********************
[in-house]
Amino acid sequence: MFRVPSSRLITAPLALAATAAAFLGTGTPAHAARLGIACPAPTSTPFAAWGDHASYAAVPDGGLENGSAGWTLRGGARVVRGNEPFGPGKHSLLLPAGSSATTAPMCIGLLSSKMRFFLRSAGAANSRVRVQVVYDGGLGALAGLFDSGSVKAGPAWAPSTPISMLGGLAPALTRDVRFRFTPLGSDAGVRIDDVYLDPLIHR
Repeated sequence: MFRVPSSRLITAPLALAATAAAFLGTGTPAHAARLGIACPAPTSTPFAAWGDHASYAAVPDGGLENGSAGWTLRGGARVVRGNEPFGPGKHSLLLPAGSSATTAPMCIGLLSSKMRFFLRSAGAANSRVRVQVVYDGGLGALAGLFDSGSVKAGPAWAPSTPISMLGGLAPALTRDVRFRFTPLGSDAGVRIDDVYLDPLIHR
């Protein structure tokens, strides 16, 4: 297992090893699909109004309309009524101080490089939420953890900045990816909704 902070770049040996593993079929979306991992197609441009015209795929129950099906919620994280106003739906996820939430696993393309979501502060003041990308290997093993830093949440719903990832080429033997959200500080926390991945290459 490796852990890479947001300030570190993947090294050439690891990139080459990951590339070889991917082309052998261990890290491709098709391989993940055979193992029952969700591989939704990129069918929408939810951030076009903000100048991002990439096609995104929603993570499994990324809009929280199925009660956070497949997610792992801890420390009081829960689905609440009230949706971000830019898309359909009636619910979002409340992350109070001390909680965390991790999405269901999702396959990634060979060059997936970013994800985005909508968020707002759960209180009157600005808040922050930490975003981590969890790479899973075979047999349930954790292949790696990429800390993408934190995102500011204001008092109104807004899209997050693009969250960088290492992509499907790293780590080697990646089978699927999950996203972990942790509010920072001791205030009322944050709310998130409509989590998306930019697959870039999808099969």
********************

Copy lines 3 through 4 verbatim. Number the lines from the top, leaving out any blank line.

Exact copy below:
Repeated sequence: MFRVPSSRLITAPLALAATAAAFLGTGTPAHAARLGIACPAPTSTPFAAWGDHASYAAVPDGGLENGSAGWTLRGGARVVRGNEPFGPGKHSLLLPAGSSATTAPMCIGLLSSKMRFFLRSAGAANSRVRVQVVYDGGLGALAGLFDSGSVKAGPAWAPSTPISMLGGLAPALTRDVRFRFTPLGSDAGVRIDDVYLDPLIHR
């Protein structure tokens, strides 16, 4: 297992090893699909109004309309009524101080490089939420953890900045990816909704 902070770049040996593993079929979306991992197609441009015209795929129950099906919620994280106003739906996820939430696993393309979501502060003041990308290997093993830093949440719903990832080429033997959200500080926390991945290459 490796852990890479947001300030570190993947090294050439690891990139080459990951590339070889991917082309052998261990890290491709098709391989993940055979193992029952969700591989939704990129069918929408939810951030076009903000100048991002990439096609995104929603993570499994990324809009929280199925009660956070497949997610792992801890420390009081829960689905609440009230949706971000830019898309359909009636619910979002409340992350109070001390909680965390991790999405269901999702396959990634060979060059997936970013994800985005909508968020707002759960209180009157600005808040922050930490975003981590969890790479899973075979047999349930954790292949790696990429800390993408934190995102500011204001008092109104807004899209997050693009969250960088290492992509499907790293780590080697990646089978699927999950996203972990942790509010920072001791205030009322944050709310998130409509989590998306930019697959870039999808099969």